What is EUPOL Afghanistan?

EUPOL Afghanistan (European Union Police Mission in Afghanistan) is a civilian Common Security and Defence Policy (CSDP) mission. It has since its establishment in 2007 supported the reform efforts of the Afghan Government in building a civilian police service that operates within an improved rule of law framework and in respect of human rights. The Mission is part of the EU's long-term commitment and contributes to the EU's overall political and strategic objectives in Afghanistan. The Council of the European Union has extended the mandate of EUPOL Afghanistan until 31 December 2016.

EUPOL Afghanistan's support is delivered by its police experts from EU Member States, mainly through advising at the strategic level to the Afghan Ministry of Interior. EUPOL carries out its tasks in a joint effort with the Government and in close coordination with a number of local and international partners.

The EU Council's Political and Security Committee appointed in February 2015 Pia Stjernvall from Finland as the Head of Mission. Stjernvall succeeds Police Commissioner Karl Ake Roghe in the lead of the Mission. Tarmo Miilits (Estonia) serves as the Deputy Head of Mission. The European Union Special Representative in Afghanistan (EUSR), currently Franz-Michael Skjold Mellbin, provides the Head Mission with local political guidance.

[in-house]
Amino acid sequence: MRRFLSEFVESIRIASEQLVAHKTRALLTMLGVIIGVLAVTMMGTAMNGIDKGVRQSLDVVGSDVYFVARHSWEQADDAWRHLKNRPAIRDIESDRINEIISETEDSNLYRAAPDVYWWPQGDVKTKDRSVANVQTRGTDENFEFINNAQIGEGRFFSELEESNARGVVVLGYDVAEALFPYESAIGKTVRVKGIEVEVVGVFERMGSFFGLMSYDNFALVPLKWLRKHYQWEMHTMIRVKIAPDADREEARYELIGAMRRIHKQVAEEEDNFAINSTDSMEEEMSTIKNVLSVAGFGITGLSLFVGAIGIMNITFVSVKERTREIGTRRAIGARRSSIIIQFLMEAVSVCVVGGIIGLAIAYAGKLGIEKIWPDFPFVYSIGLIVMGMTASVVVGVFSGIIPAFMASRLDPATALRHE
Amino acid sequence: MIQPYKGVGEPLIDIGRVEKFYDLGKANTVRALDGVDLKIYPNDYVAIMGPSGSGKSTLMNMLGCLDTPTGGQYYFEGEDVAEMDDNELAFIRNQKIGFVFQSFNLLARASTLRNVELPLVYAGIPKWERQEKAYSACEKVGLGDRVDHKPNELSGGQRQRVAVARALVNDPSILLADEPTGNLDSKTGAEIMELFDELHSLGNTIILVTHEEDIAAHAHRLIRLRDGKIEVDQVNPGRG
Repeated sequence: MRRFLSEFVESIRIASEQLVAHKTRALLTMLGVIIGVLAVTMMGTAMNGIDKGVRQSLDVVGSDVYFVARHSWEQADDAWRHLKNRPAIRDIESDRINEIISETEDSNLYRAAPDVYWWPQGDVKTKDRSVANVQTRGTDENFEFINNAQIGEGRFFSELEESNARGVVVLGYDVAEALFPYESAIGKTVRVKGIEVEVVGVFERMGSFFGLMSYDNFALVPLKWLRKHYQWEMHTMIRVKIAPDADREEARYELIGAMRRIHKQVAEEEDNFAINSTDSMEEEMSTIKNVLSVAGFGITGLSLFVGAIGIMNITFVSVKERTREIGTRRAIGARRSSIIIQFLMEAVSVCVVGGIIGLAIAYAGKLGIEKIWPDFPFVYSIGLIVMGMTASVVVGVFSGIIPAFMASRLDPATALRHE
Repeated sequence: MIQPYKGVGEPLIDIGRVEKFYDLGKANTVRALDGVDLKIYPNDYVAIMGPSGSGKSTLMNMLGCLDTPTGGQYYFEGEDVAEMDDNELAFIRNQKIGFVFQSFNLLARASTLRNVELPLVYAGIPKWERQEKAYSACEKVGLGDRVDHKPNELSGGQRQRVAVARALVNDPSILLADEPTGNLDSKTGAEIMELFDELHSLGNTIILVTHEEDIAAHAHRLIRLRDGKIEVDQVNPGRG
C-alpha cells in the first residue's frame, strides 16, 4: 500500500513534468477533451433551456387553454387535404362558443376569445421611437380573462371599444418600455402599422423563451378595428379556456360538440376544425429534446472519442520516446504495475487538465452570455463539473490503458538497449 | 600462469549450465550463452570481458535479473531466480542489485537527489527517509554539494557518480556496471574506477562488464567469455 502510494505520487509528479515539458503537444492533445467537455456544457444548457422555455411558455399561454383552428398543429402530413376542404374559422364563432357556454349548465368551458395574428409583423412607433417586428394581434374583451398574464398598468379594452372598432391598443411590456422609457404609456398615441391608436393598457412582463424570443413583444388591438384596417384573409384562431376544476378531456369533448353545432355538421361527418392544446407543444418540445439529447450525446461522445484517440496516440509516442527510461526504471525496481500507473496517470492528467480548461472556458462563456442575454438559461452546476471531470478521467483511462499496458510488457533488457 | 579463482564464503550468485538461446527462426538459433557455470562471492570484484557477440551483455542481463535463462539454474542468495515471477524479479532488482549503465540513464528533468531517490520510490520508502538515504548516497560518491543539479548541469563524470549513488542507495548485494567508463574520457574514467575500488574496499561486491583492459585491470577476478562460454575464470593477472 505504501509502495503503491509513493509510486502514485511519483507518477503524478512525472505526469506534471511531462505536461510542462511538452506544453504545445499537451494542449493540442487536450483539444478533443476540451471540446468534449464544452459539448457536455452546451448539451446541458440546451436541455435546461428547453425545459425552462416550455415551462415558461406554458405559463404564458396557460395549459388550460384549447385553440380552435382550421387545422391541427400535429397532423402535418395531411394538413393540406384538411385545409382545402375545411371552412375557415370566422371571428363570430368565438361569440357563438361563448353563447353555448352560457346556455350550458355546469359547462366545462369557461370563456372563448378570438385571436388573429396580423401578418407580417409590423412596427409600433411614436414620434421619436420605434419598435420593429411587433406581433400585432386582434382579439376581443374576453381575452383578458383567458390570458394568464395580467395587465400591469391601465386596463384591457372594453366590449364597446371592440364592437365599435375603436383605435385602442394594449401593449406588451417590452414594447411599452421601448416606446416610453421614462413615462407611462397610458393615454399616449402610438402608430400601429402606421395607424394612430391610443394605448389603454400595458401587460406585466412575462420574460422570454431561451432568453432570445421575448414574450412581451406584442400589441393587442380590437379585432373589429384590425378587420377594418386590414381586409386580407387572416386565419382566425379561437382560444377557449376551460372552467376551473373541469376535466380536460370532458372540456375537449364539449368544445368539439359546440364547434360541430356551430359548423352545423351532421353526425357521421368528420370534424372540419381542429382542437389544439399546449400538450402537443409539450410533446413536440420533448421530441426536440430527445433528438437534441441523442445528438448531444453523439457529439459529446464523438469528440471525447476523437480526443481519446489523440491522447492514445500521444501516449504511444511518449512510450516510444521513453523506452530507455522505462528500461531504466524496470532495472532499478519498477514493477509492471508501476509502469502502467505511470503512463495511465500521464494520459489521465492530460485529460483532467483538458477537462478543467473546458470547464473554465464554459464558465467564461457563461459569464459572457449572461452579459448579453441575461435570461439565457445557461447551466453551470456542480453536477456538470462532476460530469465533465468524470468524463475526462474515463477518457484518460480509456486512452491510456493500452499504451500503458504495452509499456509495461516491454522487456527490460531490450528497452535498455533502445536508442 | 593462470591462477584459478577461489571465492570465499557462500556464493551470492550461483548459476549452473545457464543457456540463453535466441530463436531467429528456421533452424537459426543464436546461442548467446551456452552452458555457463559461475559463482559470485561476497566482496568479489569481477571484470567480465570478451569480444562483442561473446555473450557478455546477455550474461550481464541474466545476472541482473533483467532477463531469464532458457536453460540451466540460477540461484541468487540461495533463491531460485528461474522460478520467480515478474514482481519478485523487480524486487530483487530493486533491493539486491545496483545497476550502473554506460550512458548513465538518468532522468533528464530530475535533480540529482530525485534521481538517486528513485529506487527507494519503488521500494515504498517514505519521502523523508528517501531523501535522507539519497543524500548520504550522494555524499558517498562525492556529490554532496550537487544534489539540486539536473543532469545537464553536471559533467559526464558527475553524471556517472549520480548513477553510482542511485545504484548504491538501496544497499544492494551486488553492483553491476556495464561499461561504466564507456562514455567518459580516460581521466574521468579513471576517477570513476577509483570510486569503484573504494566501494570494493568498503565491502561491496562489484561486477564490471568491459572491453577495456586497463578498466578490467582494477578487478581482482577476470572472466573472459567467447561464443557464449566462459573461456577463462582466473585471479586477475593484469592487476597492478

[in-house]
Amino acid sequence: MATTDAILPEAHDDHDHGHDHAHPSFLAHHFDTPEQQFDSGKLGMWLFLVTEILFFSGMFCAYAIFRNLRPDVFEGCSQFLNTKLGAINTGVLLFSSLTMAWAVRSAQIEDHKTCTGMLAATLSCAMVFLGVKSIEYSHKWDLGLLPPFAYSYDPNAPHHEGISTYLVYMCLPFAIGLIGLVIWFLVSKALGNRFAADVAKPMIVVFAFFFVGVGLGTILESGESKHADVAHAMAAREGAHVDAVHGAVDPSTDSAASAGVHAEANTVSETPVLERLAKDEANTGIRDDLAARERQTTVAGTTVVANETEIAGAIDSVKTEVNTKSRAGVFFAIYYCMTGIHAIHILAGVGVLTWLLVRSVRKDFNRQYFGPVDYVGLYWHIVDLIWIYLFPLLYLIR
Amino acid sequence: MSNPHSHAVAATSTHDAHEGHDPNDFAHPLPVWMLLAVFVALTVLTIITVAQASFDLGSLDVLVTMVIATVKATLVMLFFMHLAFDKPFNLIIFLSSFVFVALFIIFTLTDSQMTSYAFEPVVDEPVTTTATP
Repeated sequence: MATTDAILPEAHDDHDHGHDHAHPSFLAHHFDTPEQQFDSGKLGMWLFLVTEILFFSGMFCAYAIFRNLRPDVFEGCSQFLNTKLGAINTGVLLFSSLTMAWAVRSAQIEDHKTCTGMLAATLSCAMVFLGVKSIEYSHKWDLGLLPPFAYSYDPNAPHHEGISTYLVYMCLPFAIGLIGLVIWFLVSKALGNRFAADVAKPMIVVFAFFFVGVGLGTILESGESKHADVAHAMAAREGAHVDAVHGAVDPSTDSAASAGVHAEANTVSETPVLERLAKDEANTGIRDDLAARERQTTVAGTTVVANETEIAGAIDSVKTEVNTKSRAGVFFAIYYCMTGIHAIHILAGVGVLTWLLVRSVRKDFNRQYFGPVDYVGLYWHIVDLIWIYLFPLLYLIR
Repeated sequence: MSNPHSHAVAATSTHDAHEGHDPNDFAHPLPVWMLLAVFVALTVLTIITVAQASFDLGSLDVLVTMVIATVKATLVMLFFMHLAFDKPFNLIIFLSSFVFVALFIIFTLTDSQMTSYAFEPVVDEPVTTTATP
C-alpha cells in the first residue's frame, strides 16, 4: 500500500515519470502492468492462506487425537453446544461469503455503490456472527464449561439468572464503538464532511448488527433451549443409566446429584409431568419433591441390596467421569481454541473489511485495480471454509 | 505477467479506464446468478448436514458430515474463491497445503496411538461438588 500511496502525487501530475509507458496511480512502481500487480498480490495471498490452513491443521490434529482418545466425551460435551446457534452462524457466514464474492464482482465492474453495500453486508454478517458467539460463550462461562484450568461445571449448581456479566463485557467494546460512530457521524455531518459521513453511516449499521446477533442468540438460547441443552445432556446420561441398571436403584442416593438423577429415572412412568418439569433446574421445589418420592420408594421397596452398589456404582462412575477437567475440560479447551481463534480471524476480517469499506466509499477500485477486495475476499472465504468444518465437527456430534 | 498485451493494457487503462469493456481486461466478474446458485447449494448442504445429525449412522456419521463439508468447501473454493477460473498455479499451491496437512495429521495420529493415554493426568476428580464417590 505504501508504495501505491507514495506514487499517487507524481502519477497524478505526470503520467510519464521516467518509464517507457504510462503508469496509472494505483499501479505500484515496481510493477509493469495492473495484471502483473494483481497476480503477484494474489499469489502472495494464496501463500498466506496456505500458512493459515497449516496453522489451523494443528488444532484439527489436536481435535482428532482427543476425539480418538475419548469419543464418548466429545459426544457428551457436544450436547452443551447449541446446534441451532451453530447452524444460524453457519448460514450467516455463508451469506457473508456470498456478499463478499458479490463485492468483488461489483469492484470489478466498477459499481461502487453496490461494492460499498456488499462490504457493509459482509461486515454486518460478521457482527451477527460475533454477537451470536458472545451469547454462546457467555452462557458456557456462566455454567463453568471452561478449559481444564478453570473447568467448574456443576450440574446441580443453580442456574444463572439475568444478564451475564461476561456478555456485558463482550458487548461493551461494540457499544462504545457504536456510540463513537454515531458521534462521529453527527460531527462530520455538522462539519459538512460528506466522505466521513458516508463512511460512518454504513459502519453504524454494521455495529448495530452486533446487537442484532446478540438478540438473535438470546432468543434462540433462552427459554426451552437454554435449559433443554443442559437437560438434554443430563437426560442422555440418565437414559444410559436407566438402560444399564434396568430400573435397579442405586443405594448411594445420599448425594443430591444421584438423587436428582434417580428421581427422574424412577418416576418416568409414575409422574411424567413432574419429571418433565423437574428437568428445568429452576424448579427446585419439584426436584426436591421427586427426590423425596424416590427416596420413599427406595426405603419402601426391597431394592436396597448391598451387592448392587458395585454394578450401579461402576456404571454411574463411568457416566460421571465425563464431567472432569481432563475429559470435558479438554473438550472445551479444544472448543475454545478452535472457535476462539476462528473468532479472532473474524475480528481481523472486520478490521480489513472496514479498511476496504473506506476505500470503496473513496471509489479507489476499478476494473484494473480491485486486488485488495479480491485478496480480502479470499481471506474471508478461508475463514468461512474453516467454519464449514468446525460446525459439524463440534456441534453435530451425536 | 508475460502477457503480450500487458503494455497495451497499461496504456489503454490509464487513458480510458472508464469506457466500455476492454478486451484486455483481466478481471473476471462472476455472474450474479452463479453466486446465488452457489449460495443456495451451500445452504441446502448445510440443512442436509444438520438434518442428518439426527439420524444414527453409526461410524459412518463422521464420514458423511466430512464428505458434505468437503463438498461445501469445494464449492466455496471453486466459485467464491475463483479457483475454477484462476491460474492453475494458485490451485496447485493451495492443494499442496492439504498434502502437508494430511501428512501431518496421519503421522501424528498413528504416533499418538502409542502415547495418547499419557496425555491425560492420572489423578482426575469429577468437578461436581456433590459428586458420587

Who Is Who

Head of Mission
Deputy Head of Mission
Head of MoI Reform Component


Professionalisation and Training Component (ANP)

The main purpose of the ANP (Afghan National Police) Professionalisation and Training Component (Line of Operation 2) is to support the increase of professionalism of ANP. The Component has two Units: Training Unit and Police Unit. Training Unit is has three sections: General Training Command, Police Staff College and Crime Management College. Police Unit includes Investigations and Intel Team and Community and Command Team.

Ministry of Interior Reform Component

The core purpose of the Ministry of Interior Reform Component (Line of Operation 1) is to enhance the institutional reform and capacities within the Ministry of Interior (MoI) relevant for advancing civilian policing. The component supports the development of capabilities of ministerial leadership and senior officials to facilitate both organisational and individual improvement within the MoI and the Afghan National Police (ANP). The Component has three units: Ministry Reform Unit, International Support Coordination Unit and Police MoI Oversight and Accountability Unit. Head of the Ministry of Interior Component is Phillip Haynes.